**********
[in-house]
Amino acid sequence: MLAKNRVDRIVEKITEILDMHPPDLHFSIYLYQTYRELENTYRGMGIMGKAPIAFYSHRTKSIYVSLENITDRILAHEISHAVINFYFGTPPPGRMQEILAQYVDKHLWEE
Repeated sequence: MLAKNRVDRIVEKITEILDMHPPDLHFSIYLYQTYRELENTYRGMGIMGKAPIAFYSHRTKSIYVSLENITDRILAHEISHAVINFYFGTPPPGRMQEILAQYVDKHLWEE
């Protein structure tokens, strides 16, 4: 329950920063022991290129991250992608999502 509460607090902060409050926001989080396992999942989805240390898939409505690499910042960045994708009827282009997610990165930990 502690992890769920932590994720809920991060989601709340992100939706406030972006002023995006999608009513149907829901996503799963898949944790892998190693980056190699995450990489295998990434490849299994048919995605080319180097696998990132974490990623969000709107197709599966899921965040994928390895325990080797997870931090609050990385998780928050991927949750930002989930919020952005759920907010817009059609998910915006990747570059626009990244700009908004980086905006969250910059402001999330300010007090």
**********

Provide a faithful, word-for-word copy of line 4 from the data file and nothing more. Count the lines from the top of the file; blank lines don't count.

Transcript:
């Protein structure tokens, strides 16, 4: 329950920063022991290129991250992608999502 509460607090902060409050926001989080396992999942989805240390898939409505690499910042960045994708009827282009997610990165930990 502690992890769920932590994720809920991060989601709340992100939706406030972006002023995006999608009513149907829901996503799963898949944790892998190693980056190699995450990489295998990434490849299994048919995605080319180097696998990132974490990623969000709107197709599966899921965040994928390895325990080797997870931090609050990385998780928050991927949750930002989930919020952005759920907010817009059609998910915006990747570059626009990244700009908004980086905006969250910059402001999330300010007090």